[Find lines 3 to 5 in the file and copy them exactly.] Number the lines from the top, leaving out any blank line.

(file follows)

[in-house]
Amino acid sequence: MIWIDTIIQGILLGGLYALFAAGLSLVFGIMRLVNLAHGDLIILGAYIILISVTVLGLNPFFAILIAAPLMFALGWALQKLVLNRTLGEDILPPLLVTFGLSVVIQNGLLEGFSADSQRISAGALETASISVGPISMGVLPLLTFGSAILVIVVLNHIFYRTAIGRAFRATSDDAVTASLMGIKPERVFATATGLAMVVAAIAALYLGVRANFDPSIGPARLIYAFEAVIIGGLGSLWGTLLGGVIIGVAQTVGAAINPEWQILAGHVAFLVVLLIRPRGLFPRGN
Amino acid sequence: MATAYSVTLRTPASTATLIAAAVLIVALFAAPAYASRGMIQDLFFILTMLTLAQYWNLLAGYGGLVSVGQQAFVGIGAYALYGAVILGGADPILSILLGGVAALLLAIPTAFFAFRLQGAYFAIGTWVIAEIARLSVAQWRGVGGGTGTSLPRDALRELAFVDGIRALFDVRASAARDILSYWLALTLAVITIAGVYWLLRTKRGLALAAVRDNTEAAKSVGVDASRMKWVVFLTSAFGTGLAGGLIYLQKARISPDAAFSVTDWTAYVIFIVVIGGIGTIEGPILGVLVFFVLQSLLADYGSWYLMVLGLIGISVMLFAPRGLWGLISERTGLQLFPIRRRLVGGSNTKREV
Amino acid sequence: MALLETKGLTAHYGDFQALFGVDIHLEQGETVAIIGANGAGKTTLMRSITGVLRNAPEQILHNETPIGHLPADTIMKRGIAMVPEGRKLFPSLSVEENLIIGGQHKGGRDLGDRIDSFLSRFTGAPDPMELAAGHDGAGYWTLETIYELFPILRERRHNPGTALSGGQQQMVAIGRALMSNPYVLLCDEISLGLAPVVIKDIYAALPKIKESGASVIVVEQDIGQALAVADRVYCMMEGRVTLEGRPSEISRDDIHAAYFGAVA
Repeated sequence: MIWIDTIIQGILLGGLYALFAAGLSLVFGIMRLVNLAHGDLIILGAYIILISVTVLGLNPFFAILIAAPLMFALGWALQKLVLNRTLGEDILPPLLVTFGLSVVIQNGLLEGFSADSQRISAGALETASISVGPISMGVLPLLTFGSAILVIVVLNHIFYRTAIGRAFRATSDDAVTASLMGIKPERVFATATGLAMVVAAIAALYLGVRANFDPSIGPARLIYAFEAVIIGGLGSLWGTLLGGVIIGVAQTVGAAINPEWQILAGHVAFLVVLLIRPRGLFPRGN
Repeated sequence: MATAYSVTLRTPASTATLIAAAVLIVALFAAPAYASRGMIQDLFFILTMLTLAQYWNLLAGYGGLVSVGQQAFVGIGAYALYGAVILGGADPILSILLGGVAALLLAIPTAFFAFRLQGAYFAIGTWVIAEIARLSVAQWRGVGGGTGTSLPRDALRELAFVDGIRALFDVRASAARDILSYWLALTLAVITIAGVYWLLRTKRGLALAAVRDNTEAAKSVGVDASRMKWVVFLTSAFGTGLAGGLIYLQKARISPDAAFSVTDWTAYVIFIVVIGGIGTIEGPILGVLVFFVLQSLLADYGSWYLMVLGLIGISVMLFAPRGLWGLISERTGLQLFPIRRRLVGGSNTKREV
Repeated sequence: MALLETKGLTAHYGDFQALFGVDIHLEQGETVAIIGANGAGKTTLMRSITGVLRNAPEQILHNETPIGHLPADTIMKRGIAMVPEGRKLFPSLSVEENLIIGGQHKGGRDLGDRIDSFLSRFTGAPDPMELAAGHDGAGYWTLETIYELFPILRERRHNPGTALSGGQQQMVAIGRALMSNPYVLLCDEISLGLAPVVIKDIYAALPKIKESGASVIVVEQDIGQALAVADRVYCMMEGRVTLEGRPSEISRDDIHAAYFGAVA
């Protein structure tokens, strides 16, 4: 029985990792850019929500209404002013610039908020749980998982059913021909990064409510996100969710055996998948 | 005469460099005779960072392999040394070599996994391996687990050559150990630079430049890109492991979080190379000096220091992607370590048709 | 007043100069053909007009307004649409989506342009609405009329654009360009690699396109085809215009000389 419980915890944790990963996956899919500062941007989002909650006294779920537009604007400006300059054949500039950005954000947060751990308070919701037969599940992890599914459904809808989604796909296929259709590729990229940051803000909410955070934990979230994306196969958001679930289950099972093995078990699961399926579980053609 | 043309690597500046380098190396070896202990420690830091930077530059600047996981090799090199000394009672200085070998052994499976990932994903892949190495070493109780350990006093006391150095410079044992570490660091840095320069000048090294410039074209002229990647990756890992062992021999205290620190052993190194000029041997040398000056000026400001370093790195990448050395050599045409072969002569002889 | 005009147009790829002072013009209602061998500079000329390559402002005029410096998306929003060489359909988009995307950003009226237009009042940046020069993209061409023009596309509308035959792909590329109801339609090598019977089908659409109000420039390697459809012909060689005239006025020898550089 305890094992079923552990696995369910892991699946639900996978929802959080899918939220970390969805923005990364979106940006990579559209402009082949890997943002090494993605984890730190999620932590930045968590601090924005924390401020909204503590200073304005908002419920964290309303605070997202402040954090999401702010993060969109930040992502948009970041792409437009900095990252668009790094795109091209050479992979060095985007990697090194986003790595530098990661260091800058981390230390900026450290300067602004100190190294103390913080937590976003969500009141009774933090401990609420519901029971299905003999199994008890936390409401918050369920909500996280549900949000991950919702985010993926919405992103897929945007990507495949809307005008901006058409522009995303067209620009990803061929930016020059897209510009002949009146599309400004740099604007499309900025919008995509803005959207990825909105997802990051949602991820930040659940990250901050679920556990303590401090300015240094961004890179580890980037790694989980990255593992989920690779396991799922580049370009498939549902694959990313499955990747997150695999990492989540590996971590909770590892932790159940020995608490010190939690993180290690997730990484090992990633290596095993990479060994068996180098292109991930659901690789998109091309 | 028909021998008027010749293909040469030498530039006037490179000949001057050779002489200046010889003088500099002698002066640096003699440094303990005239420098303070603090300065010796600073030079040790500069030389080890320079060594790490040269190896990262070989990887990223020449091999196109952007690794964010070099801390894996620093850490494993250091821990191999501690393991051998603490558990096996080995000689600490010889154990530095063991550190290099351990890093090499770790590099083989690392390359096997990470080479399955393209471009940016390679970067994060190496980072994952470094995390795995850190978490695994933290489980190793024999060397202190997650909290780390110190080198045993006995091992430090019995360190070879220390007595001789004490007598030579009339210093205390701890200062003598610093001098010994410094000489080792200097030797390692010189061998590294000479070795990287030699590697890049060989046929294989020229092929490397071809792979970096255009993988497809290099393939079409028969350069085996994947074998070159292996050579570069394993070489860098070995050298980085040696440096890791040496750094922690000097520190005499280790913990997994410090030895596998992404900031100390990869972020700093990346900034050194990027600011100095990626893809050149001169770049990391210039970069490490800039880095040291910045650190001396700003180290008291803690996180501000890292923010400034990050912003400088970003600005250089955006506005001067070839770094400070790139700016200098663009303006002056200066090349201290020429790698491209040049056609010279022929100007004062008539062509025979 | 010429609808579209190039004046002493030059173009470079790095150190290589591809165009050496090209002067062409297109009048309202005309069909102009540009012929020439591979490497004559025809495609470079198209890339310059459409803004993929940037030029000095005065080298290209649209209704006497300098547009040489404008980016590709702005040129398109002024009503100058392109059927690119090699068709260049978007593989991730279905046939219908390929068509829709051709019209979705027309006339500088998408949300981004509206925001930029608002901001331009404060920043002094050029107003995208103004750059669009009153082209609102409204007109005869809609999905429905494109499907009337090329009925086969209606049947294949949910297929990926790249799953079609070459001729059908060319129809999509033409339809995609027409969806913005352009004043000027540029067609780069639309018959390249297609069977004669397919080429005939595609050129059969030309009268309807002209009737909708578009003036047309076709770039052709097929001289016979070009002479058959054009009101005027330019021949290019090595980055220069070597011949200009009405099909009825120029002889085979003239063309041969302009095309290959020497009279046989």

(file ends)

Amino acid sequence: MATAYSVTLRTPASTATLIAAAVLIVALFAAPAYASRGMIQDLFFILTMLTLAQYWNLLAGYGGLVSVGQQAFVGIGAYALYGAVILGGADPILSILLGGVAALLLAIPTAFFAFRLQGAYFAIGTWVIAEIARLSVAQWRGVGGGTGTSLPRDALRELAFVDGIRALFDVRASAARDILSYWLALTLAVITIAGVYWLLRTKRGLALAAVRDNTEAAKSVGVDASRMKWVVFLTSAFGTGLAGGLIYLQKARISPDAAFSVTDWTAYVIFIVVIGGIGTIEGPILGVLVFFVLQSLLADYGSWYLMVLGLIGISVMLFAPRGLWGLISERTGLQLFPIRRRLVGGSNTKREV
Amino acid sequence: MALLETKGLTAHYGDFQALFGVDIHLEQGETVAIIGANGAGKTTLMRSITGVLRNAPEQILHNETPIGHLPADTIMKRGIAMVPEGRKLFPSLSVEENLIIGGQHKGGRDLGDRIDSFLSRFTGAPDPMELAAGHDGAGYWTLETIYELFPILRERRHNPGTALSGGQQQMVAIGRALMSNPYVLLCDEISLGLAPVVIKDIYAALPKIKESGASVIVVEQDIGQALAVADRVYCMMEGRVTLEGRPSEISRDDIHAAYFGAVA
Repeated sequence: MIWIDTIIQGILLGGLYALFAAGLSLVFGIMRLVNLAHGDLIILGAYIILISVTVLGLNPFFAILIAAPLMFALGWALQKLVLNRTLGEDILPPLLVTFGLSVVIQNGLLEGFSADSQRISAGALETASISVGPISMGVLPLLTFGSAILVIVVLNHIFYRTAIGRAFRATSDDAVTASLMGIKPERVFATATGLAMVVAAIAALYLGVRANFDPSIGPARLIYAFEAVIIGGLGSLWGTLLGGVIIGVAQTVGAAINPEWQILAGHVAFLVVLLIRPRGLFPRGN